The authoritative, international study culminating in the book, Effective Care in Pregnancy and Childbirth found little agreement with the medical men. “You may be shocked to find what little evidence exists in support of most obstetrical practices… the evidence favors non-interventive management,” wrote the authors.

“Doctors are not trained in physiological miraculous birth. They are needed as surgeons and high-risk specialists. They are highly trained in pathology,” explained midwife and author Jan Tritten. “Using an obstetrician for normal birth is like using a pediatrician as a babysitter,” wrote birthing specialist Marsden Wagner.

Numerous articles in the medical literature have reached similar conclusions. John Robbins wrote about one such study that compared an equally matched number of midwife-attended home births to hospital births.

“The study found that women birthing in hospitals were five times more likely to have high blood pressure during labor; nine times more likely to tear; three times more likely to hemorrhage; and three times more likely to undergo cesarean sections.”

But aren’t all the interventions justified to protect the babies, even if they are somewhat tough on the moms?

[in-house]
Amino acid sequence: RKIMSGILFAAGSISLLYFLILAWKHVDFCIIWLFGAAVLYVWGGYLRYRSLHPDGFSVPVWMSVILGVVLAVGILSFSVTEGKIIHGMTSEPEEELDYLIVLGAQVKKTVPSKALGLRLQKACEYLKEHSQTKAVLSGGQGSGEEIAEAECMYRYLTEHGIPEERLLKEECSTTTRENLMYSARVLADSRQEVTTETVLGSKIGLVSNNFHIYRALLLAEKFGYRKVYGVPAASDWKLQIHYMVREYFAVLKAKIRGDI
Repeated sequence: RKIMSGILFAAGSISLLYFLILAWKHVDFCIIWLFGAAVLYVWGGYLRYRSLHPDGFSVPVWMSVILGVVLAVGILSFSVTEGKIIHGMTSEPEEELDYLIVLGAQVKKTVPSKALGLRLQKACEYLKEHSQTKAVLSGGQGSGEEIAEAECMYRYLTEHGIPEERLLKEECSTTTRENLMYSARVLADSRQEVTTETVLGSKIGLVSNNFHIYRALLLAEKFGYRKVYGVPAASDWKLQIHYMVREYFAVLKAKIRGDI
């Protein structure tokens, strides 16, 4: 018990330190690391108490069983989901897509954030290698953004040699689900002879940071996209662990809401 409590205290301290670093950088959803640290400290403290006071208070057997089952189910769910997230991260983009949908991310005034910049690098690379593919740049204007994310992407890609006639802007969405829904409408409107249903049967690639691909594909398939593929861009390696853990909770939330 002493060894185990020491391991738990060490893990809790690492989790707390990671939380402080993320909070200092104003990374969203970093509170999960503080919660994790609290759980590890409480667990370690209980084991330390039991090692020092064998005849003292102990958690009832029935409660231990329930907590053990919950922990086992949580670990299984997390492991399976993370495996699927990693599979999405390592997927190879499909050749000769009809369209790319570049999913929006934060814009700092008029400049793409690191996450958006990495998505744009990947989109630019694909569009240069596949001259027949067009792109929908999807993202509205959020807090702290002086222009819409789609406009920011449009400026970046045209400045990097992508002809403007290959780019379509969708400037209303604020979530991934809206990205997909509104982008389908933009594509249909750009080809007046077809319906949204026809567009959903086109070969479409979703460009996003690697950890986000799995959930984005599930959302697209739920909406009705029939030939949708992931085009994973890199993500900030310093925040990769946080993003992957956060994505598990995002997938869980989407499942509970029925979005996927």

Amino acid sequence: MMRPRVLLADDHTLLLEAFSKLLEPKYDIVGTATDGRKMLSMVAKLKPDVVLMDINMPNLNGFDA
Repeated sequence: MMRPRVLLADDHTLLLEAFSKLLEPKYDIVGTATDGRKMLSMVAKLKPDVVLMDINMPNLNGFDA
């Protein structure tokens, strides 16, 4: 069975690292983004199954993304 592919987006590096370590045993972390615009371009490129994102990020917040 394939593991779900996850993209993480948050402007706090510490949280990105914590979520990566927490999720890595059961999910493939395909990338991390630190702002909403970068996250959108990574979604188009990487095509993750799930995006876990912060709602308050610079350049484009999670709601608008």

“The hospital-born babies were six times more likely to suffer fetal distress before birth; four times more likely to need assistance to start breathing; and four times more likely to develop infections,” according to the study.

Hospital births are characterized by a relentless need to speed up and control the birthing process, resulting in numerous drug and surgical interventions that are costly, largely unnecessary and frequently harmful.

“It (birthing) is not a medical event. There is almost no hope of a peaceful pregnancy and joyous birth within the medical system. Every woman needs and deserves the kind of nurturing and care a midwife provides,” noted Jan Tritten.

Perhaps the lesson here is to stop trying harder and start trying smarter. We have in our midst a courageous community of midwives that has endured lifetimes of irrational persecution.

If we ask nicely, maybe the midwives will agree to come back and help us overcome society’s addiction to well-meaning but inappropriate medical interventions during birth.

“Babies are such a nice way to start people,” wrote Don Herold. Wouldn’t it be great to start people off with the healthiest possible beginnings?


© Darrel Crain, 2006 All rights reserved.
Comments? Questions? Opinions? Rants? Call Darrel Crain at 619-445-0100

Dr. Darrel Crain
Family Chiropractor
Natural Health Writer
President, CCA San Diego County District @ 8:48 pm | Article ID: 1152244116